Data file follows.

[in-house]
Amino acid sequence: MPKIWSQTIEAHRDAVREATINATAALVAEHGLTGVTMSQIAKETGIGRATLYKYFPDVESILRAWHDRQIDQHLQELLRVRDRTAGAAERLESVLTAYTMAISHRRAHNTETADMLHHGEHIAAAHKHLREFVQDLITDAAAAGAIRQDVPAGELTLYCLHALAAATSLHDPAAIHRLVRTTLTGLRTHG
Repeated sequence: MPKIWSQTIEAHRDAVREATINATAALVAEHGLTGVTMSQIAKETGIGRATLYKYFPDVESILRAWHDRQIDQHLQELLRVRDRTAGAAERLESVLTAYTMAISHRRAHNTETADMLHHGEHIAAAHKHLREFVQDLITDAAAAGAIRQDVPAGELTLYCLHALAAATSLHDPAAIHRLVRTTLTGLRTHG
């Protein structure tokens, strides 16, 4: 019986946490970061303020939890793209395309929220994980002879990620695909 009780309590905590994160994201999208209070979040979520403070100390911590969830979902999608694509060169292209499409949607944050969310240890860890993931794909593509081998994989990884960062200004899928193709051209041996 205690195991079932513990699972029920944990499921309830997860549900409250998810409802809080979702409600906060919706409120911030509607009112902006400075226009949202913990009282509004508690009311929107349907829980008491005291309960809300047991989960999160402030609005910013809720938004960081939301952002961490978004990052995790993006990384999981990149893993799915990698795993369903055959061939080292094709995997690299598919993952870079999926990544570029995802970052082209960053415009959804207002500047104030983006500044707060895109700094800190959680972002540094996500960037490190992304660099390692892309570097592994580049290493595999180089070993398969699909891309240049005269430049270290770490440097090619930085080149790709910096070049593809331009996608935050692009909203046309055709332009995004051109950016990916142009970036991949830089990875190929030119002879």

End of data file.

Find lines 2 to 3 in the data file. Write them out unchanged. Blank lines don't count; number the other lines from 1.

Amino acid sequence: MPKIWSQTIEAHRDAVREATINATAALVAEHGLTGVTMSQIAKETGIGRATLYKYFPDVESILRAWHDRQIDQHLQELLRVRDRTAGAAERLESVLTAYTMAISHRRAHNTETADMLHHGEHIAAAHKHLREFVQDLITDAAAAGAIRQDVPAGELTLYCLHALAAATSLHDPAAIHRLVRTTLTGLRTHG
Repeated sequence: MPKIWSQTIEAHRDAVREATINATAALVAEHGLTGVTMSQIAKETGIGRATLYKYFPDVESILRAWHDRQIDQHLQELLRVRDRTAGAAERLESVLTAYTMAISHRRAHNTETADMLHHGEHIAAAHKHLREFVQDLITDAAAAGAIRQDVPAGELTLYCLHALAAATSLHDPAAIHRLVRTTLTGLRTHG